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by Matthew Desmond ‧ RELEASE DATE: March 21, 2023
A clearly delineated guide to finally eradicate poverty in America.
A thoughtful program for eradicating poverty from the Pulitzer Prize–winning author of Evicted.
“America’s poverty is not for lack of resources,” writes Desmond. “We lack something else.” That something else is compassion, in part, but it’s also the lack of a social system that insists that everyone pull their weight—and that includes the corporations and wealthy individuals who, the IRS estimates, get away without paying upward of $1 trillion per year. Desmond, who grew up in modest circumstances and suffered poverty in young adulthood, points to the deleterious effects of being poor—among countless others, the precarity of health care and housing (with no meaningful controls on rent), lack of transportation, the constant threat of losing one’s job due to illness, and the need to care for dependent children. It does not help, Desmond adds, that so few working people are represented by unions or that Black Americans, even those who have followed the “three rules” (graduate from high school, get a full-time job, wait until marriage to have children), are far likelier to be poor than their White compatriots. Furthermore, so many full-time jobs are being recast as contracted, fire-at-will gigs, “not a break from the norm as much as an extension of it, a continuation of corporations finding new ways to limit their obligations to workers.” By Desmond’s reckoning, besides amending these conditions, it would not take a miracle to eliminate poverty: about $177 billion, which would help end hunger and homelessness and “make immense headway in driving down the many agonizing correlates of poverty, like violence, sickness, and despair.” These are matters requiring systemic reform, which will in turn require Americans to elect officials who will enact that reform. And all of us, the author urges, must become “poverty abolitionists…refusing to live as unwitting enemies of the poor.” Fortune 500 CEOs won’t like Desmond’s message for rewriting the social contract—which is precisely the point.A clearly delineated guide to finally eradicate poverty in America.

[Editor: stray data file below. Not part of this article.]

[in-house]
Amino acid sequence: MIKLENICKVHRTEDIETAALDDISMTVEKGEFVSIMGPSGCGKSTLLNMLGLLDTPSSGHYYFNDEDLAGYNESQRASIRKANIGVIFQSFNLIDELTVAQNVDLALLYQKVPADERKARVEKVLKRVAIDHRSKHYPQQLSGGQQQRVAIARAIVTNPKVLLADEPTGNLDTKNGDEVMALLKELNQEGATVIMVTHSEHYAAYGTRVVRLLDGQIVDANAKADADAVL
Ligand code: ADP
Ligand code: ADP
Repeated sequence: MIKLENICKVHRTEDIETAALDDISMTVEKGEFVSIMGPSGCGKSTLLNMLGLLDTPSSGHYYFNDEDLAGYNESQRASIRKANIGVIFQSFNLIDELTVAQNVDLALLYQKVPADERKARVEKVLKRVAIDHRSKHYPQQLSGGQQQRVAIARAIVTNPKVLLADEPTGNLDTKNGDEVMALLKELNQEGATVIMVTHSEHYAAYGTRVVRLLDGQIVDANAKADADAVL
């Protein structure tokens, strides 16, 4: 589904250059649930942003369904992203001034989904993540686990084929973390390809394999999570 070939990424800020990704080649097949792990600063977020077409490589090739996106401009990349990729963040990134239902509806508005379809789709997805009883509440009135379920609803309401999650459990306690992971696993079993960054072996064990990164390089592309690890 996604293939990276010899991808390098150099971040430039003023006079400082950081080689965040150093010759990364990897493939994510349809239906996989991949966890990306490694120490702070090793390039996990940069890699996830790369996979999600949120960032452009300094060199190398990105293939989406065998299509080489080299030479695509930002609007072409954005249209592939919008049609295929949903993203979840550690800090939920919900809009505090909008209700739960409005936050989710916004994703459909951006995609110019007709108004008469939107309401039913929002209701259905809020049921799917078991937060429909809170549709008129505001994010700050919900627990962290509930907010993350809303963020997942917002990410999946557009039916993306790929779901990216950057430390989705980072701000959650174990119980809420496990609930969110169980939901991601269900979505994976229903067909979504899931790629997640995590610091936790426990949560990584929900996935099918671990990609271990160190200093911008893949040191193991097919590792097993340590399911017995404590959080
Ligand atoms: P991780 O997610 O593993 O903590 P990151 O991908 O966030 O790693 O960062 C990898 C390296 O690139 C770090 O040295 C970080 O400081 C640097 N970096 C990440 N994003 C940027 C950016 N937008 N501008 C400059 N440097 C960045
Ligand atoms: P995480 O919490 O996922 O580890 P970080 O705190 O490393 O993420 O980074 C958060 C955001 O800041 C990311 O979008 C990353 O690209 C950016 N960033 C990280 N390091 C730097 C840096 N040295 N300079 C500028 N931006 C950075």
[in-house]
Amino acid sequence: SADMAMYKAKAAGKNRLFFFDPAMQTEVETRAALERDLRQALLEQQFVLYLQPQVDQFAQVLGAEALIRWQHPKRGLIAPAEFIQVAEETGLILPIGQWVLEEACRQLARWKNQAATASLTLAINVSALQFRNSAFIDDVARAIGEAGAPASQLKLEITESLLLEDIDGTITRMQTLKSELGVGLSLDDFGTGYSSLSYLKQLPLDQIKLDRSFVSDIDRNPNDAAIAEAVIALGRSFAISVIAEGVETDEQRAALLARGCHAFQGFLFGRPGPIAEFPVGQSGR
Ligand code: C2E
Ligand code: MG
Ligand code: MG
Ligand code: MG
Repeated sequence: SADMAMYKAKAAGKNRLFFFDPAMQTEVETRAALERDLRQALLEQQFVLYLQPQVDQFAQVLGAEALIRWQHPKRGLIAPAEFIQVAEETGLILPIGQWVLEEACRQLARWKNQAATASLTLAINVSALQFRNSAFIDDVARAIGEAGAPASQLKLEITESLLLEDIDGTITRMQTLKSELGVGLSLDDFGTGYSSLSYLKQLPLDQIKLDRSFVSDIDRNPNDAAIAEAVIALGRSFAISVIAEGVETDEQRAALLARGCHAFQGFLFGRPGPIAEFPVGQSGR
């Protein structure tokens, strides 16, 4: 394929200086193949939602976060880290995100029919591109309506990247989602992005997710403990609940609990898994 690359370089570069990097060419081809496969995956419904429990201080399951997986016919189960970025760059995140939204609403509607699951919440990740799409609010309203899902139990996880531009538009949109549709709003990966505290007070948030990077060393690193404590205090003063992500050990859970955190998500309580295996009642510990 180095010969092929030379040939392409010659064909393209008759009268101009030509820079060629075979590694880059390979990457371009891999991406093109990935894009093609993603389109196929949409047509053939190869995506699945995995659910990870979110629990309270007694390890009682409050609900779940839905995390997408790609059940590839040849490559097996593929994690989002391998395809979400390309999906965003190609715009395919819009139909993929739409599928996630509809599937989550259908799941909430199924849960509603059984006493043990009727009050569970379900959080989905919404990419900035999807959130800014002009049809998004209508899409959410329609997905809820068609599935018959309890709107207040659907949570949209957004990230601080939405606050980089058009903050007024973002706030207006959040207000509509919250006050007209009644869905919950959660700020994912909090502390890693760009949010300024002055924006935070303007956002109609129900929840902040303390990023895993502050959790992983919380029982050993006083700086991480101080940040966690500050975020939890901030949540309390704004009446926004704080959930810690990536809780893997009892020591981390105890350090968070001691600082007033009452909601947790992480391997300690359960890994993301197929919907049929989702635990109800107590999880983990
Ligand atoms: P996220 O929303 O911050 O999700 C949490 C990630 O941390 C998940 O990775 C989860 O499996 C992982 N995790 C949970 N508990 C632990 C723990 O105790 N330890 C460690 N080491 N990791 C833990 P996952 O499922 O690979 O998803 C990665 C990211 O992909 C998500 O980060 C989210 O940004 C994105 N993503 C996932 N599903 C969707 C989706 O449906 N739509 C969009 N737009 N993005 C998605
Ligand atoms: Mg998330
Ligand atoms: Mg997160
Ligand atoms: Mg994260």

Pub Date: March 21, 2023
Page Count: 288
Review Posted Online: Nov. 30, 2022
Kirkus Reviews Issue: Jan. 1, 2023